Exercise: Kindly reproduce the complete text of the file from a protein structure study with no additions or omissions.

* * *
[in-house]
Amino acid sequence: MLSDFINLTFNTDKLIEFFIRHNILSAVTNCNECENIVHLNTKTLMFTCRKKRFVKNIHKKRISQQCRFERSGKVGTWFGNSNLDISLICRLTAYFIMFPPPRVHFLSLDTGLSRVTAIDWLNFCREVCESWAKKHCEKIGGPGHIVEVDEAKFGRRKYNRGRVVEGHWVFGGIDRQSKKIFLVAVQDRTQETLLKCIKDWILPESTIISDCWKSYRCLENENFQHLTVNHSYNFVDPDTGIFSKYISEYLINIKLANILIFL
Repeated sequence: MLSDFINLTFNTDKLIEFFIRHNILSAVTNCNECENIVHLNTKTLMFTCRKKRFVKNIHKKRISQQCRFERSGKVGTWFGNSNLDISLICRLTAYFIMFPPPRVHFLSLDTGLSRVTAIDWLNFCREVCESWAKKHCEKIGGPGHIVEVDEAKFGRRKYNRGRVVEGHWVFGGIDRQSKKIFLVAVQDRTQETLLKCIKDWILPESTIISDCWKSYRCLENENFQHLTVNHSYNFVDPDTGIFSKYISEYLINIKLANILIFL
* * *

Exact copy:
[in-house]
Amino acid sequence: MLSDFINLTFNTDKLIEFFIRHNILSAVTNCNECENIVHLNTKTLMFTCRKKRFVKNIHKKRISQQCRFERSGKVGTWFGNSNLDISLICRLTAYFIMFPPPRVHFLSLDTGLSRVTAIDWLNFCREVCESWAKKHCEKIGGPGHIVEVDEAKFGRRKYNRGRVVEGHWVFGGIDRQSKKIFLVAVQDRTQETLLKCIKDWILPESTIISDCWKSYRCLENENFQHLTVNHSYNFVDPDTGIFSKYISEYLINIKLANILIFL
Repeated sequence: MLSDFINLTFNTDKLIEFFIRHNILSAVTNCNECENIVHLNTKTLMFTCRKKRFVKNIHKKRISQQCRFERSGKVGTWFGNSNLDISLICRLTAYFIMFPPPRVHFLSLDTGLSRVTAIDWLNFCREVCESWAKKHCEKIGGPGHIVEVDEAKFGRRKYNRGRVVEGHWVFGGIDRQSKKIFLVAVQDRTQETLLKCIKDWILPESTIISDCWKSYRCLENENFQHLTVNHSYNFVDPDTGIFSKYISEYLINIKLANILIFL